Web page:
Mittwoch, Februar 20, 2008

Knitting in Spacetime

spacetime

Spacetime around an isolated spherical non-rotating uncharged gravitating body is described by Schwarzschild Geometry, in which spacetime can be thought of as being bent by the presence of mass. This creates a gravity well which extends to the surface of the body or, in the case of a black hole, to oblivion.
by John Walker at Fourmilab


I was not actually trying to create a wormhole to oblivion. What I was trying to do was combine that one cute baby hat with a non-reversible stitch pattern I saw on the Monica Knits Victorian Swag sock.

So I started the baby cap at the top.

witches hat

Someone else probably could have gotten this to work. This would have been a person who

a) uses the right size needles (I used #1 instead of #3);

b) can remember to increase every every other row instead of randomly whenver the fit strikes;

c) is knitting the hat for an actual baby, rather than a 3-year-old, on whom it will look silly

d) and understands that this pattern depends on being able to increase and decrease at key points in every row, which is not a feature of the Victorian Swag design.

So this project ended up frogged to oblivion. It is a very cute yarn, "I Want Candy," the sock club offering Georgia aka Yarn Pirate cooked up right before having her very cute (and very large) baby.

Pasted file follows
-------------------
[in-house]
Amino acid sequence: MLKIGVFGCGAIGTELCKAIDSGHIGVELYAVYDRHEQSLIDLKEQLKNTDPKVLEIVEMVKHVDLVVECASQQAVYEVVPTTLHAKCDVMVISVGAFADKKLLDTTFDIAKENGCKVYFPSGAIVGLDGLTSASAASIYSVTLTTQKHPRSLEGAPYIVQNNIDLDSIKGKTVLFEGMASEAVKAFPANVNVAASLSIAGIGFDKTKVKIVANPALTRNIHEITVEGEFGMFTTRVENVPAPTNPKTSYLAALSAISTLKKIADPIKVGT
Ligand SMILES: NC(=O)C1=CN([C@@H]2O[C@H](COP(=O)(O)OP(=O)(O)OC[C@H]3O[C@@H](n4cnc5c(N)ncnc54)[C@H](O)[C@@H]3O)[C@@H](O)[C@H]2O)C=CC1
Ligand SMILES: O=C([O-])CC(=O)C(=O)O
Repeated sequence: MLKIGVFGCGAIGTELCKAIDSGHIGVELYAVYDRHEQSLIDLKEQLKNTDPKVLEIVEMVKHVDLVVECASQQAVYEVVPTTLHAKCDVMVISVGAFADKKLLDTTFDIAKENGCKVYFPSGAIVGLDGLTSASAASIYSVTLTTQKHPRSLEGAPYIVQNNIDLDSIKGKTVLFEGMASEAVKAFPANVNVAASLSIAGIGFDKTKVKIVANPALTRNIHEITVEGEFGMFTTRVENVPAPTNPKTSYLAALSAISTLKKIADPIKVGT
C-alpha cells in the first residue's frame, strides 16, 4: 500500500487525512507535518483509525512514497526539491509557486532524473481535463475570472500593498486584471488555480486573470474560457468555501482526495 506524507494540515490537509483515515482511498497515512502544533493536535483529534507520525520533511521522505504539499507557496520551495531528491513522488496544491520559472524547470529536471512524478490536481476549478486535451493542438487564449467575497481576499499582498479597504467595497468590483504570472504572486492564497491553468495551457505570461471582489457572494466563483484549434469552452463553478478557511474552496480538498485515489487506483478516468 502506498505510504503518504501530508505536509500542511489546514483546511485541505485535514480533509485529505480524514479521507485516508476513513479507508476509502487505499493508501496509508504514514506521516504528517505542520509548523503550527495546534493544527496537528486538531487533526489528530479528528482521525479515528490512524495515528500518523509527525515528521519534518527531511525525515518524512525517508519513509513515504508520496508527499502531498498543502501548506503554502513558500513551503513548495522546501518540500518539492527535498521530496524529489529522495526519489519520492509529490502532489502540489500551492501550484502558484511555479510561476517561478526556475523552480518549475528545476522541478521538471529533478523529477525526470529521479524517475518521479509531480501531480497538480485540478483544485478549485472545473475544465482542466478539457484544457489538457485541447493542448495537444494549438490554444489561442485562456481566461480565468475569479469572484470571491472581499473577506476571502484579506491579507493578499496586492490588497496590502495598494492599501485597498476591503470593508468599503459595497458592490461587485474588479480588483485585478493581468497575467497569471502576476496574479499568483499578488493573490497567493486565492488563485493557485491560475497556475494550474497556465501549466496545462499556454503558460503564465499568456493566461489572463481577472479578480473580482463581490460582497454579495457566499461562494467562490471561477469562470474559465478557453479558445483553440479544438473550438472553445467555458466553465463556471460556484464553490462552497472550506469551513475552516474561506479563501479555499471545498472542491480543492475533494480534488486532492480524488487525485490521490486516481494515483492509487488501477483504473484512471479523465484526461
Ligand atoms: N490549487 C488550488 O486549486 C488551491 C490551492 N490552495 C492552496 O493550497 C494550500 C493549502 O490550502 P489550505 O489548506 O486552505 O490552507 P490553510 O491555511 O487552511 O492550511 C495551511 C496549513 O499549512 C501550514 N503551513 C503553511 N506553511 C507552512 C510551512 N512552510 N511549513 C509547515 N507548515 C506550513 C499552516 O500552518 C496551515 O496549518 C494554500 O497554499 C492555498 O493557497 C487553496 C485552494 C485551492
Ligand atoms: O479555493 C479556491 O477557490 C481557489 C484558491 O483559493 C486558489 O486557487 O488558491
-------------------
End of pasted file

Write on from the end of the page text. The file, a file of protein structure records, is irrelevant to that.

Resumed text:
But it is too pink for me, so it will have to be knitted into something for Miss P&P. Merino/tencel is so cute and shiny. I will have to think about it.

Say, on another front, one of my former piano students, a teenage boy named Taylor, came over and played a piece for me that he had tried to learn for a year while studying with me. In just three months with the new teacher he had it mastered, including the key change part. I asked him what the new teacher does that I don't to make him practice and make progress.

Taylor said that the new teacher gets very disappointed when students don't practice, kind of cold and stiff.

Huh. I get disappointed when the students don't practice. But I don't do cold and stiff, and I don't do angry. I just cannot rip a little kid to shreds because they only practiced one time.

But I am thinking of shooting off a letter to all the parents of once-a-week practicers and letting them know that their kid might do better with a meaner, colder, stiffer teacher. What do you think?

Kommentare:

Lynn hat gesagt…

Not a big fan of "cold and stiff". LittleBit's choir director does that, big-time, and it just makes me want to beat her with a metaphorical blowtorch. [The choir director, not my child.]

It's been my experience that God rarely resorts to "cold and stiff". He seems to be an advocate of "take your time, within reason, but learn it well, and by the way, I love you".

Just mes deux centimes.

Tola hat gesagt…

add my two, and youve got 4.

tapmouse hat gesagt…

Funny, I had a lovely piano teacher. She would look at me after I attempted playing a piece we were working on and she'd state that I hadn't practiced. I was absolutely amazed!--"Wow. how does she *know* I didn't practice!" Well, I got older, took dance classes that I practiced like crazy for and finally 'got' that -ahem!-yeah, I guess you do need to practice!

At any rate, she was sweet and made the best cookies for our recitals. I liked her. And I absolutely sucked at piano!

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